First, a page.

Emilia has a relaxed lived in look with burnished suede or aged leather uppers.  In burgundy, brown or blue suede and burgundy leather.
Caterina is a heavier brogue with the chunky St Moritz rubber sole, great for the winter weather. In blue or grey.
Simona has the seriously polished look in bordeaux or tan with leather sole. Great for those mannish sharp suits or a tailored dress.

Available soon on

By Karen Grace
Personal Shopper & Image Consultant for Frumpy to Funky

Monday, 24 October 2011


Personal Stylists Camilla and Milda take the hassle out of shopping for clothes & accessories and bring confidence, creativity and warmth to your wardrobe, fulfilling all your fashion and retail needs. 

After you've had an extensive wardrobe overhaul with invaluable styling advice, they use their extensive knowledge of the fashion and retail world to locate pieces that will make you feel great in all situations. 

For work, an event, or just a weekend away, guarantees you'll be dressed in your own personal style and have the confidence to make it work, bringing out the true fashionistas in you!  

Sunday, 25 September 2011

London Fashion Week SS12 - MENSWEAR


Shannon keeps his signature sportswear orientated staples but this time with a more formal edge and fitted silhouette giving a more grown up appeal. However after saying that there are still the fun touches of youthful playfulness energising the collection:  White polka dots on knee length shorts, digital prints and the rows of chunky tassels adorning the bottom of shirts, shorts and middle of tops.

Classic navy and white was the main colour palette with block colours of bright orange, greys and shades of blues.

Shirts and jackets are in the usual Shannon mix of wide strips of colour blocks but this time he introduces a patchwork of small squares in the colourful Madras check. Love the blue madras patchwork check bomber jacket with its plain navy sleeves and the blue madras patchwork check shirt with its white yoke. Both worn with slim jogging pants.

Shannon keeps a boyish charm and adds his own version of eco-friendly by using a mix of different hair combs to create headpieces reminiscent of the Native American headwear.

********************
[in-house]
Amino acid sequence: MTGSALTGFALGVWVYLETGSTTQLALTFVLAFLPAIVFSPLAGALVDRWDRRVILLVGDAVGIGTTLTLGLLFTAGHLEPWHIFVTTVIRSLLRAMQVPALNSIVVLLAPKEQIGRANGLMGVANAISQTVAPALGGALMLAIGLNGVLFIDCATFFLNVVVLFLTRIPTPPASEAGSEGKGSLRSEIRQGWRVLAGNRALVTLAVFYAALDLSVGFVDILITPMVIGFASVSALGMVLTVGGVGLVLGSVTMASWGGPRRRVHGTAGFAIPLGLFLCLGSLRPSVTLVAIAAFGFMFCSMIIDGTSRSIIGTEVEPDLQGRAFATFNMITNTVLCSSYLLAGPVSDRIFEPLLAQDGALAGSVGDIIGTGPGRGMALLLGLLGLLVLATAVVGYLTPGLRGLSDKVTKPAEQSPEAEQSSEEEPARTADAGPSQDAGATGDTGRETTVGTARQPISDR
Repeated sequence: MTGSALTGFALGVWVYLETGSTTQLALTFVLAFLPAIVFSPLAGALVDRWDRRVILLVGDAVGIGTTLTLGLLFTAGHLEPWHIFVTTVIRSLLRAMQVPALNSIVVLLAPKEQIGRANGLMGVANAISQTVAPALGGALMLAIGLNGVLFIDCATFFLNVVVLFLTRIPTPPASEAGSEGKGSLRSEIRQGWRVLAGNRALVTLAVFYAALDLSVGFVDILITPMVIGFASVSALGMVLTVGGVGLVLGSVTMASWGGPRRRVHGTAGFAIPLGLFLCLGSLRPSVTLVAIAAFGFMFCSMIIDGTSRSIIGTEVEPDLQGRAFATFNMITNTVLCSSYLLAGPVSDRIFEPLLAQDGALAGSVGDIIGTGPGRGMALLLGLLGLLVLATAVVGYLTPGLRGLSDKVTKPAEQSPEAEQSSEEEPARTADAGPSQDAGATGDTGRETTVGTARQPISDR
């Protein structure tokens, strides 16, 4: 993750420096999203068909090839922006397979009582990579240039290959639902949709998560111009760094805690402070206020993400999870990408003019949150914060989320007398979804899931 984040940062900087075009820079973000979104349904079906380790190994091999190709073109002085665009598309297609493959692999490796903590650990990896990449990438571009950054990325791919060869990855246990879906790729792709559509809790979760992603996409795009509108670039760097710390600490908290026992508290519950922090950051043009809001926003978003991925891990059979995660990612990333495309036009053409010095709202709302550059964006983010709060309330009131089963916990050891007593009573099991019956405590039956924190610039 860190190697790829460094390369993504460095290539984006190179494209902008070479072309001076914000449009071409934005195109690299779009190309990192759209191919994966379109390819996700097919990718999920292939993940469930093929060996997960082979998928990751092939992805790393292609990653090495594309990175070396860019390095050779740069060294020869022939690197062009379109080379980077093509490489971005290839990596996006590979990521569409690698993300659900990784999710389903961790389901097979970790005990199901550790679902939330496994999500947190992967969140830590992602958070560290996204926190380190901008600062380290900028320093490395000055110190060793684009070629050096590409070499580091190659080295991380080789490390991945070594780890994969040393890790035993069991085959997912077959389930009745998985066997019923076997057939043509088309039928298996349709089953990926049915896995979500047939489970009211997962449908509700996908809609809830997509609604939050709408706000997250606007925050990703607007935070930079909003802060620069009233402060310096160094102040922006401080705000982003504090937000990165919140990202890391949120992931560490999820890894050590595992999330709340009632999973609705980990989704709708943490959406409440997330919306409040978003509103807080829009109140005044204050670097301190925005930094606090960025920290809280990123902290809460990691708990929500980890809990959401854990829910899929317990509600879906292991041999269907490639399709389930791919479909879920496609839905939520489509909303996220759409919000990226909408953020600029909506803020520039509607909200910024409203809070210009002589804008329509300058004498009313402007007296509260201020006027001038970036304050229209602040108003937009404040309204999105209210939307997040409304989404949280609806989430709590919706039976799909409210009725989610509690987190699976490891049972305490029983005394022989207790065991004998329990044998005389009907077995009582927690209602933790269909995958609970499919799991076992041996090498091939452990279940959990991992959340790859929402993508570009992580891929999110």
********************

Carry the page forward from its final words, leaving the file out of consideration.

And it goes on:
Footwear by Swear was plimsolls with raised platforms and two tone block coloured soles.


Titled ‘Rebellious Decadence’ this collection is a mix of sharp edged tailored suits and rich bohemian style casual wear.

Suits are double breasted in pale cool colours of greys, stone and blues in cotton linens, whilst single buttoned jackets are in the deeper tonic jacquards. All worn with digital stripe printed jersey tops and kick flared trousers.

The decadence really hits its peak with the casual wear - printed silks, short suede shorts and luxury knits.

Making a statement is the silk pyjamas in pink and orange patterns worn over a digital striped jersey top and under a chunky knit cardigan with a gorgeous pair of pink patent tassel loafers, Bedtime has never looked so good.

The prints have a Kashmir and Moroccan influence in their design and use burnt oranges, teals, sky blue, purples and raspberry hues.

Bag of the season is a printed Maroc leather shopper rolled and belted to form a harder hand held piece.

Shoes are coloured and/or patterned. The loafers range from the more conservative navy leathers, the cool light grey patents to the more vibrant patents in bright orange and pink. And then there are the attention grabbing multi coloured patterned cotton Derbys.
Words of warning, if one of your silk or knitted pieces goes missing, look in your girlfriend or wife’s wardrobe.


Titled ‘Massai Punk’ here Mara warrior meets dangerous street chic in a wild eclectic blend of Massai ornaments fused with Punk culture and digital prints.

This collection of both men and womenswear was bright and colourful.  The guys were more subdued with the main colour palette of black trimmed with colourful digital prints: A black blazer trimmed around the lapels and pockets, skirt flaps over trousers trimmed on the hem, and digital printed belts adorning the legs of shorts and around the chest of jackets. Black leather bondage straps were worn as ornate braces or as detail to black jackets The first male model wore an American black and orange nylon baseball jacket which was like a cuckoo in the nest, neither warrior nor punk, although the baseball cap was decorated with African inspired patterns and bondage straps adorned the wrists as bracelets and decorated the shoes. The Massai Punk shone out as a pair of multi colour low crotch shorts worn with a black leather gilet and a wide round beaded collar Masai necklace.